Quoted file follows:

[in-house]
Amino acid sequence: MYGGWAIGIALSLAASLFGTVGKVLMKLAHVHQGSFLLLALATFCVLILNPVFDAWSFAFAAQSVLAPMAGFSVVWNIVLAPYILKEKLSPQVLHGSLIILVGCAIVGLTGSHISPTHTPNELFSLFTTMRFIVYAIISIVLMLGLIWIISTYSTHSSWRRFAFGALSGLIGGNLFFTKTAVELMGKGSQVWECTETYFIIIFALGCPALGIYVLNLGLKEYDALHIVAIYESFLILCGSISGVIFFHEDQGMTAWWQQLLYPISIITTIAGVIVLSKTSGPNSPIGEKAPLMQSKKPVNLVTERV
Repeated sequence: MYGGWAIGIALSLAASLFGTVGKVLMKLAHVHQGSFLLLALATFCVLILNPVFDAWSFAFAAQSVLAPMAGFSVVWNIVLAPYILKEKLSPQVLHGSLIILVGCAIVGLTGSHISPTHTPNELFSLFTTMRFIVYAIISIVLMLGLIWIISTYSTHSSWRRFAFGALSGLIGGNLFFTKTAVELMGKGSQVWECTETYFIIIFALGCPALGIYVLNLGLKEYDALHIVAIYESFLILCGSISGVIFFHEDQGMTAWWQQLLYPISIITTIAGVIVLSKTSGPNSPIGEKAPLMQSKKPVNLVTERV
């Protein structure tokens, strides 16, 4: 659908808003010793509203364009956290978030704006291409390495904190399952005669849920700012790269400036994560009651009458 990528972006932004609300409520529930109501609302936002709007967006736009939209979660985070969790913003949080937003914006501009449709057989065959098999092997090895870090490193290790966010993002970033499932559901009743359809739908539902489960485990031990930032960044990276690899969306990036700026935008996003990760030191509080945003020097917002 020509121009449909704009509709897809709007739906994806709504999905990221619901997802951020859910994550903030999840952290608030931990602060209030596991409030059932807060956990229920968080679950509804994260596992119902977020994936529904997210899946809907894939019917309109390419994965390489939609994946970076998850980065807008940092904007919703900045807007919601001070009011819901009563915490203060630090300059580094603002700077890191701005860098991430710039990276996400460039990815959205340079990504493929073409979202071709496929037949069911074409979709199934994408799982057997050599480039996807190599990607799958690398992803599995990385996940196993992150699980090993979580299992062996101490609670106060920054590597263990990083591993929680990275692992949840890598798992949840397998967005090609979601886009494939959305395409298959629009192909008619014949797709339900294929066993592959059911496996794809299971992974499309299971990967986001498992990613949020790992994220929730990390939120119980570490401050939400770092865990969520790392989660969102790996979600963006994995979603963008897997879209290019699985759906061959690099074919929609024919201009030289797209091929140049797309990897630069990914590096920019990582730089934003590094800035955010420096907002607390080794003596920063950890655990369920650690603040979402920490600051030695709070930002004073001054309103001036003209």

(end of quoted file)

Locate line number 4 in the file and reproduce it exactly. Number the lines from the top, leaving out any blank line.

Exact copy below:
């Protein structure tokens, strides 16, 4: 659908808003010793509203364009956290978030704006291409390495904190399952005669849920700012790269400036994560009651009458 990528972006932004609300409520529930109501609302936002709007967006736009939209979660985070969790913003949080937003914006501009449709057989065959098999092997090895870090490193290790966010993002970033499932559901009743359809739908539902489960485990031990930032960044990276690899969306990036700026935008996003990760030191509080945003020097917002 020509121009449909704009509709897809709007739906994806709504999905990221619901997802951020859910994550903030999840952290608030931990602060209030596991409030059932807060956990229920968080679950509804994260596992119902977020994936529904997210899946809907894939019917309109390419994965390489939609994946970076998850980065807008940092904007919703900045807007919601001070009011819901009563915490203060630090300059580094603002700077890191701005860098991430710039990276996400460039990815959205340079990504493929073409979202071709496929037949069911074409979709199934994408799982057997050599480039996807190599990607799958690398992803599995990385996940196993992150699980090993979580299992062996101490609670106060920054590597263990990083591993929680990275692992949840890598798992949840397998967005090609979601886009494939959305395409298959629009192909008619014949797709339900294929066993592959059911496996794809299971992974499309299971990967986001498992990613949020790992994220929730990390939120119980570490401050939400770092865990969520790392989660969102790996979600963006994995979603963008897997879209290019699985759906061959690099074919929609024919201009030289797209091929140049797309990897630069990914590096920019990582730089934003590094800035955010420096907002607390080794003596920063950890655990369920650690603040979402920490600051030695709070930002004073001054309103001036003209």